580k members’ data leaked from Singapore Airlines’s KrisFlyer programme

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SITA, an air transport information technology company, informed Singapore Airlines (SIA) of a data security breach involving their SITA Passenger Service System (US) Inc. (SITA PSS) servers yesterday, according to a statement by the airline. While SIA is not a customer of the SITA PSS, this breach of the SITA PSS server has affected some KrisFlyer and PPS members.

“All Star Alliance member airlines provide a restricted set of frequent flyer programme data to the alliance, which is then sent on to other member airlines to reside in their respective passenger service systems. This data transfer is necessary to enable verification of the membership tier status, and to accord to member airlines’ customers the relevant benefits while travelling,” said the statement.

One of the Star Alliance member airlines is a SITA PSS customer. As a result, SITA has access to the restricted set of frequent flyer programme data for all 26 Star Alliance member airlines including Singapore Airlines.

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According to SITA, after confirmation of the seriousness of the data security incident on February 24, 2021, it took immediate action to contact affected SITA PSS customers and all related organizations. The attack was “highly sophisticated” said SITA, and the matter remains under continued investigation by SITA’s Security Incident Response Team with the support of external experts in cyber-security.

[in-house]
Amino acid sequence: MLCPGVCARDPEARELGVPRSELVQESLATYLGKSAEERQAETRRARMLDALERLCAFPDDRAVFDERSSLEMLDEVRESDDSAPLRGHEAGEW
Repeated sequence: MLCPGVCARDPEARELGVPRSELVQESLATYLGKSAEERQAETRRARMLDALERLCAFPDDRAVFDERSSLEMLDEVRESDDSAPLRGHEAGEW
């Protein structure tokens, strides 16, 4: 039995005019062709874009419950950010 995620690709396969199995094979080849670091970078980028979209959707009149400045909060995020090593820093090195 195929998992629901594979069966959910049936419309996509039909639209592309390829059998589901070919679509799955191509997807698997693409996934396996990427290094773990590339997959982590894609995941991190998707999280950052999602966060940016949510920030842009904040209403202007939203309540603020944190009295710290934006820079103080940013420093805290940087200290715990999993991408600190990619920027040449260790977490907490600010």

Around 580,000 KrisFlyer and PPS members have been affected by the breach of the SITA PSS servers, it was revealed. “The information involved is limited to the membership number and tier status and, in some cases, membership name, as this is the full extent of the frequent flyer data that Singapore Airlines shares with other Star Alliance member airlines for this data transfer,” said SIA.

“Specifically, this data breach does not involve KrisFlyer and PPS member passwords, credit card information, and other customer data such as itineraries, reservations, ticketing, passport numbers, and email addresses as SIA does not share this information with other Star Alliance member airlines for this data transfer.”

Boris Cipot, Senior Security Engineer, Synopsys Software Integrity Group, suggested that the broad scope of the attack is concerning. “A lesson which organisations can take away from this scenario is to create security rules and procedures, not only for internal stakeholders but also for their partners in the supply chain. This means taking the software and service provider processes into consideration when discussing a partnership and defining what security measures will be implemented,” he said.

The airline has reassured all customers that none of SIA’s IT systems have been affected by this incident. It said that it is “proactively reaching out to all KrisFlyer and PPS members to inform them about this incident.” It also tendered an apology to the customers in the media statement.

SITA, meanwhile, said: “If you are the customer of an airline and have a Data Subject Access Request in relation to the handling of your personal data, this request must be made directly to that airline in accordance with GDPR and data protection legislation.”

Sanjay Aurora, Managing Director of APAC at Darktrace, said that “Supply chain attacks have surged at an alarming rate in recent months – from the SolarWinds Orion campaign to the recent attack on Centreon software, we’re seeing that third-party software is an attractive place for attackers to plant themselves and sneak inside their targets.”

“Complex global supply chains offer those with criminal intent many points of vulnerability that may be tested in the pursuit of compromising systems. These attacks are virtually impossible to detect with standard security tools and procedures because the malicious software is packaged as legitimate, within your own laptop or software you have typically relied on, and delivered into the heart of your organisation by trusted suppliers. The challenge that businesses must face urgently is not an audit of all their suppliers but how to manage the pervasive risk that suppliers from all over the world bring,” he commented.

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